Saturday, June 21, 2008

For Want of a %s...

Today's post involves a three-way grudge match among usability, security, and inertia.

One of the basic tenets of usability is to answer user questions clearly and concisely. One concrete technique is to use placeholder strings liberally in messages (typically coded in C-like languages as "%s" for strings or "%d" for numbers).

This notion pops into my head whenever I'm doing anything significant in SQL*Plus. Here's a condensed excerpt from a typical log file of mine. The questions that run through my mind aren't that deep -- what table is being updated? What index, package, procedure, etc. is being created? It seems redundant for me to have to put that information into PROMPT commands.

34094 rows updated.
Commit complete.
Index created.
Table truncated.
Package created.
Package body created.
No errors.
Package created.
No errors.
Function created.
No errors.
Procedure created.
No errors.

I never pushed too hard though to get a change like this into SQL*Plus, because just imagine how many test cases and automated builds expect to see some exact sequence of output that would suddenly be different. I expect it would require some sort of SET option within SQL*Plus, which in turn would involve new documentation, a long adoption cycle, scripts that used the new SET option would throw errors for older versions of SQL*Plus... all of a sudden it's not so clean.

Another possibility for this usability technique is the set of database error messages. How many messages say that some limit has been exceeded, or there's a problem with some object, where the erroneous thing that was encountered, or the correct thing that was expected, is never specified?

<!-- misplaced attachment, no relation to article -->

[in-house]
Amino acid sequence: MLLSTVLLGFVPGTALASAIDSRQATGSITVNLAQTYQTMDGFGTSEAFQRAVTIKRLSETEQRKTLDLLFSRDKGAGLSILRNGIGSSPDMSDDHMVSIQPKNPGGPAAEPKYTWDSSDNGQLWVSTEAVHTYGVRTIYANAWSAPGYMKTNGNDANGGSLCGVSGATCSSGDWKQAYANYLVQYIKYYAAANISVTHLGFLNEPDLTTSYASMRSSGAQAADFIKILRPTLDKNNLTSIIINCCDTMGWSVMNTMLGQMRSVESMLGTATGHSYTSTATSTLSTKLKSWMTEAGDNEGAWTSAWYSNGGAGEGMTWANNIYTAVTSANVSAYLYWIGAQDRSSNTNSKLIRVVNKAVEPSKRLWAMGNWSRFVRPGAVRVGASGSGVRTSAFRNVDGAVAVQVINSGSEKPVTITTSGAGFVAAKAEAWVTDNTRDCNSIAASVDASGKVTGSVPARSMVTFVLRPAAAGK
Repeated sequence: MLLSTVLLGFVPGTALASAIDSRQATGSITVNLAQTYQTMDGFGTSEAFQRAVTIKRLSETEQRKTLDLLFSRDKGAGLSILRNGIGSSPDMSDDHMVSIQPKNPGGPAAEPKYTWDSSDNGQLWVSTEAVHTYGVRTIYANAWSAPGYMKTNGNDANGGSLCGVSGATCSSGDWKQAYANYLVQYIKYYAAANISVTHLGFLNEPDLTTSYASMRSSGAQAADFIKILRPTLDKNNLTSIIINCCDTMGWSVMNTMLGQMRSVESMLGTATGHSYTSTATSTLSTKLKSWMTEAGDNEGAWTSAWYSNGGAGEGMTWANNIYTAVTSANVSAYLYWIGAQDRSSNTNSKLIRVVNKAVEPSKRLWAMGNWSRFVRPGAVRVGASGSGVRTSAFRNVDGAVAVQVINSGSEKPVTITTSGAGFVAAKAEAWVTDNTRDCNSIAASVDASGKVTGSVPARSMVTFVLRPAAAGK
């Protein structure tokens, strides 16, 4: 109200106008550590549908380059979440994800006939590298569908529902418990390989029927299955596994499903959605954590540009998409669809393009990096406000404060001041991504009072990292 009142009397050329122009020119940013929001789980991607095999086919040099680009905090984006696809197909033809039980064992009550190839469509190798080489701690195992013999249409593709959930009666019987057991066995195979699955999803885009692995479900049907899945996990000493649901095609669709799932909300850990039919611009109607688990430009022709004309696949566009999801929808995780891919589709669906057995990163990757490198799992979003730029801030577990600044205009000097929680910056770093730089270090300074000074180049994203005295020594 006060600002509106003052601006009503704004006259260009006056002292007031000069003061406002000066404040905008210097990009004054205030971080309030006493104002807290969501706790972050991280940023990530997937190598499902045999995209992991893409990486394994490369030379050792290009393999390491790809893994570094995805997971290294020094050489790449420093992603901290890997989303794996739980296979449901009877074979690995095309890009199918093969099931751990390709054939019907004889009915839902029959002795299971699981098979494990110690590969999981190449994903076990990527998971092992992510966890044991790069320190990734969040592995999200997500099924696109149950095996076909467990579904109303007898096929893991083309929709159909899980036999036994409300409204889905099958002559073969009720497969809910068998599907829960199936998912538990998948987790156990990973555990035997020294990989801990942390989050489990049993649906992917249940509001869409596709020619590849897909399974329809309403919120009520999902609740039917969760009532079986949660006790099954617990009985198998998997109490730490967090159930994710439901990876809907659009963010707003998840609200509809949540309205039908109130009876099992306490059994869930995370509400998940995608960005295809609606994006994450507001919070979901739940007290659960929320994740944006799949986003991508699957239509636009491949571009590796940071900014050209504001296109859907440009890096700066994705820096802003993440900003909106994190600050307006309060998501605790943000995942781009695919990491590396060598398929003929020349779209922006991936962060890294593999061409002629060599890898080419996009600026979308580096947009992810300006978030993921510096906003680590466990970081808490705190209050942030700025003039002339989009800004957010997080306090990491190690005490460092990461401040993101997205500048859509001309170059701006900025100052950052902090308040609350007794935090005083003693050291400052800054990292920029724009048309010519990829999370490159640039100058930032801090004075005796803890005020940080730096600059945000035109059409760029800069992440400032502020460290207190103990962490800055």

Again, test cases are difficult to change. Extensive error messages are also tricky for translation, because maybe the placeholder needs to be moved around because of different sentence structures in different languages. Maybe the value of the placeholder causes a ripple effect elsewhere in the message, as with the "le / la" distinction in French depending on whether a noun is considered masculine or feminine.

The lesson here is that these little touches are important to bake in from the beginning.

Security is another consideration that wasn't so obvious when the usability bibles were being written. If someone can induce an application to print a < character where one isn't expected, and the output is written to a web page, presto an attacker can construct a string to be echoed in an error message with a <script>, <iframe>, or other tag that can change the contents of the page as part of a cross-site scripting attack. So there's an extra level of scrutiny for every message string, to ensure that it doesn't have disallowed characters, that the substitution text isn't too long, and so on.

Saturday, June 7, 2008

The Goals of a Computer Science Education

I'm far enough along in my UC Berkeley Comp Sci refresher podcasts -- 61A (Structure and Interpretation of Computer Programs), 61B (Data Structures), and most of 162 (Operating Systems) -- that it feels like time to make some blog posts about computer science in general.

After all, one of the perennial topics for argum^H^H^H^H^H discussion is whether it's better to hire a Comp Sci major, a naturally talented coder, or someone with a lot of vocational training and experience. What anyway are the goals of a Comp Sci degree?

IBM has a multidimensional measure of software quality and/or customer satisfaction called CUPRIMD [that link is a PDF file]. Standing for Capability, Usability, Performance, Reliability, Installability, Maintainability, and Documentation. Never one to leave well enough alone, IBM later extended this acronym to CUPRIMDSO by adding measurements for Support and Overall. I contend that the goal of computer science is really all about the CPR in that acronym: capability, performance, and reliability.